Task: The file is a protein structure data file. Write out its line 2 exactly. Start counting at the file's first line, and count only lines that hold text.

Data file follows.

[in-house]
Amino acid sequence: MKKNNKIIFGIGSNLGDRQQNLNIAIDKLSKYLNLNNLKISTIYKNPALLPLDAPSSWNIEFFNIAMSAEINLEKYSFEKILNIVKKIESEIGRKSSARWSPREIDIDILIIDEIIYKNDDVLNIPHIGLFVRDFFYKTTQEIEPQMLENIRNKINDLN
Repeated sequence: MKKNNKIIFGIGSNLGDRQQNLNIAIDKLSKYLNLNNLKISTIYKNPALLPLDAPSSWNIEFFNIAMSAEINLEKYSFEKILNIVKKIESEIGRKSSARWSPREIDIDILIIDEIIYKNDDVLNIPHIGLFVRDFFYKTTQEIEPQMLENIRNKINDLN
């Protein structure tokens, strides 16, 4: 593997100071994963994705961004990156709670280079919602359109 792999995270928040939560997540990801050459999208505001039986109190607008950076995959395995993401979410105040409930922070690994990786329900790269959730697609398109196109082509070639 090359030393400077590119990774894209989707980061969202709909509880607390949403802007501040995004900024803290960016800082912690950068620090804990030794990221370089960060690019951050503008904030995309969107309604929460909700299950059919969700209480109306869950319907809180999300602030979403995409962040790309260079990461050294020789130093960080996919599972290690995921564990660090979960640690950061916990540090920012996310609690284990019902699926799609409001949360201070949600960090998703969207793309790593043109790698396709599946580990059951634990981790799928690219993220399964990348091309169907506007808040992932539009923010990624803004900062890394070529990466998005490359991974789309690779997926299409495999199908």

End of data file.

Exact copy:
Amino acid sequence: MKKNNKIIFGIGSNLGDRQQNLNIAIDKLSKYLNLNNLKISTIYKNPALLPLDAPSSWNIEFFNIAMSAEINLEKYSFEKILNIVKKIESEIGRKSSARWSPREIDIDILIIDEIIYKNDDVLNIPHIGLFVRDFFYKTTQEIEPQMLENIRNKINDLN